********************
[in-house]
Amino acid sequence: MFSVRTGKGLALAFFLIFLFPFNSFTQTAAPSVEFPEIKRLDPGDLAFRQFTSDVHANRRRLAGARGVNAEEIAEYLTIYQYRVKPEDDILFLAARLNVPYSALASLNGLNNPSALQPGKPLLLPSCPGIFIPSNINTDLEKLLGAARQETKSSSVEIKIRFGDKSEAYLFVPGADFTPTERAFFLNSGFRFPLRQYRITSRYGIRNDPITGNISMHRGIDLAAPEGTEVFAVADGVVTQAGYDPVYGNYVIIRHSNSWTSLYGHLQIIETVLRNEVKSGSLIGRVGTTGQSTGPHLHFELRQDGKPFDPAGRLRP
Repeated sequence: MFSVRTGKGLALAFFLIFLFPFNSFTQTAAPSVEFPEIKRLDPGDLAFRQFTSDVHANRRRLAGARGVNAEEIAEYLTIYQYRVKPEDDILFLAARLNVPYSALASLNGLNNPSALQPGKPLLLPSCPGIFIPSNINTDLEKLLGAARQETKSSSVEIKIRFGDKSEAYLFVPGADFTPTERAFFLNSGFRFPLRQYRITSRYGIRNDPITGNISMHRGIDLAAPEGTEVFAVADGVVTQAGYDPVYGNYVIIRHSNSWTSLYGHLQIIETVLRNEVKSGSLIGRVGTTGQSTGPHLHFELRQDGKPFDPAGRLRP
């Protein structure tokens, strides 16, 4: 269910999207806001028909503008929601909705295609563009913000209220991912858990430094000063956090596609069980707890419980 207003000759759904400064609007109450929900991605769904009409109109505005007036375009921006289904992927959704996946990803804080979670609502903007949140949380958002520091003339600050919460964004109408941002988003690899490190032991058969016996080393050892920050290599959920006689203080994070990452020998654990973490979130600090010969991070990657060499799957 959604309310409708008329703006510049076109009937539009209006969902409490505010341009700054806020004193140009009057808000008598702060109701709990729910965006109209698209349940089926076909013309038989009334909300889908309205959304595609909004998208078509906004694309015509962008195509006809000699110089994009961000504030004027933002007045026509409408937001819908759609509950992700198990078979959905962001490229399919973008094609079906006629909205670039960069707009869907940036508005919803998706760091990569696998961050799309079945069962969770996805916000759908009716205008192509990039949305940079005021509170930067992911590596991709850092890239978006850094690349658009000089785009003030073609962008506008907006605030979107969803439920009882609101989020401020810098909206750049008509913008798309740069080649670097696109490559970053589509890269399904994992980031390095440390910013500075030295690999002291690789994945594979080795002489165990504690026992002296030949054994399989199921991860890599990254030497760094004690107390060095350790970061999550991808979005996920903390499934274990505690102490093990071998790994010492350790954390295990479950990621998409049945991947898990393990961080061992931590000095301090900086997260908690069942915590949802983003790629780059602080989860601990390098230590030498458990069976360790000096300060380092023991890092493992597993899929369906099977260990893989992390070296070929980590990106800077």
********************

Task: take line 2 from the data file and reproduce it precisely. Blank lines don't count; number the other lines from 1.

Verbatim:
Amino acid sequence: MFSVRTGKGLALAFFLIFLFPFNSFTQTAAPSVEFPEIKRLDPGDLAFRQFTSDVHANRRRLAGARGVNAEEIAEYLTIYQYRVKPEDDILFLAARLNVPYSALASLNGLNNPSALQPGKPLLLPSCPGIFIPSNINTDLEKLLGAARQETKSSSVEIKIRFGDKSEAYLFVPGADFTPTERAFFLNSGFRFPLRQYRITSRYGIRNDPITGNISMHRGIDLAAPEGTEVFAVADGVVTQAGYDPVYGNYVIIRHSNSWTSLYGHLQIIETVLRNEVKSGSLIGRVGTTGQSTGPHLHFELRQDGKPFDPAGRLRP